pngquant vs pngcrush vs optipng vs pngnq
A couple of days ago I saw pngquant appear on Hacker News. I’d never really looked in depth into image compression, and after reading up on the subject I scanned through the comments on HN, discovering a number of alternative png (and other formats) optimisers. So I decided to benchmark/compare pngquant, pngcrush, optipng and pngnq.
Images: I tested a number of different images, some of which you’d be insane to render in PNG and more that make sense. The images vary greatly in size, colors and alpha channels and should be a good test for each of the optimisers. To ensure a fair test I opened & exported all the images with Photoshop, to give them all a consistent encoding algorithm.
Optimisers: I used the latest stable copy of each: pngquant 2.0.1, pngcrush 1.7.70, optipng 0.7.4 and pngnq 1.1.
pngquant --speed 1 *.png pngcrush <name>.png ../after/pngcrush/<name>.png optipng -keep -o7 *.png pngnq -d ../after/pngnq/ -s 1 *.png
The raw results & images can be downloaded here.
I put together the result in a Google Docs spreadsheet which shows the sizes per-image before and after each optimiser as well as the reduction percentage. I also gave the image a quality rating (in comparison to the before image) on a scale of 1-10, where 10 is pixel for pixel perfect. Bear in mind this is only as accurate as my eyes, you should take a look at the images to decide for yourself. The highlights:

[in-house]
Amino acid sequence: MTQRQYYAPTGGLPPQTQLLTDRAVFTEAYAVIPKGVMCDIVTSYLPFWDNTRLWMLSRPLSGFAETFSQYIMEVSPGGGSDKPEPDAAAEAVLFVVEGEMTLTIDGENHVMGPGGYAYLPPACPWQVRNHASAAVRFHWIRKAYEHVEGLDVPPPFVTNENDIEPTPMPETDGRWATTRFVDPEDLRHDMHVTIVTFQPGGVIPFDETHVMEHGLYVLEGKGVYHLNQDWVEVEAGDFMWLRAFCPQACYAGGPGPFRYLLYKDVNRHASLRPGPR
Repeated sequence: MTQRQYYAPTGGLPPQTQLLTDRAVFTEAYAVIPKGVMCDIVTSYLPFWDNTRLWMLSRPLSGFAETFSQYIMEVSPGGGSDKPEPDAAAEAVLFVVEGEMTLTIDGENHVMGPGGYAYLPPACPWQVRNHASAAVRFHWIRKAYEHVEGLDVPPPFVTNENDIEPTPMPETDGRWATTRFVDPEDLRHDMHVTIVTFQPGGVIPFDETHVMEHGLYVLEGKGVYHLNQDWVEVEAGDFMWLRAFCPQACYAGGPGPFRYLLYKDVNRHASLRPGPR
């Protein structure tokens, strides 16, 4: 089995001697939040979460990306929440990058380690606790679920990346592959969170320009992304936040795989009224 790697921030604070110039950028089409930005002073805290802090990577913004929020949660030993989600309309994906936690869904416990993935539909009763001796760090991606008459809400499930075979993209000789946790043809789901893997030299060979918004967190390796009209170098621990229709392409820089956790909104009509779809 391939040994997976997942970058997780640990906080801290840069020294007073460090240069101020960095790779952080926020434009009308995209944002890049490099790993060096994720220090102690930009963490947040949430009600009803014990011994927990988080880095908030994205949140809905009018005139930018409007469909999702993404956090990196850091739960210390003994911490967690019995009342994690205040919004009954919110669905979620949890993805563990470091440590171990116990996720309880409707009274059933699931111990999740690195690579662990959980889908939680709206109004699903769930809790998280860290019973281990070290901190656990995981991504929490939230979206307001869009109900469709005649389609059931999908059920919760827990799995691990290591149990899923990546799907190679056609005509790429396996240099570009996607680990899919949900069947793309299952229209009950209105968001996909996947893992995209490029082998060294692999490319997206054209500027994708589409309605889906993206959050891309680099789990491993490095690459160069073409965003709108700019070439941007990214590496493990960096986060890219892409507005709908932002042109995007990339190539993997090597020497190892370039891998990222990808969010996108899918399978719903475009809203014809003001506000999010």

- pngquant average reduction / quality: 63.91% / 8.5
- pngcrush average reduction / quality: 4.75% / 9.88
- optipng average reduction / quality: 13.48% / 9.88
- pngnq average reduction / quality: 63.93% / 6.62
- Both pngquant and pngnq have offer the best reduction (63.91%, 63.92% respectively)
- optipng and pngcrush retain the best quality
The results can be split in to two groups; one in which images lose almost no quality but space savings are minor and another where the quality is sacrificed in favour of significantly higher space savings. There is a clear winner here though, I will definitely use pngquant as my go-to optimiser, as it offers fantastic size reduction while keeping an acceptable/good level of quality.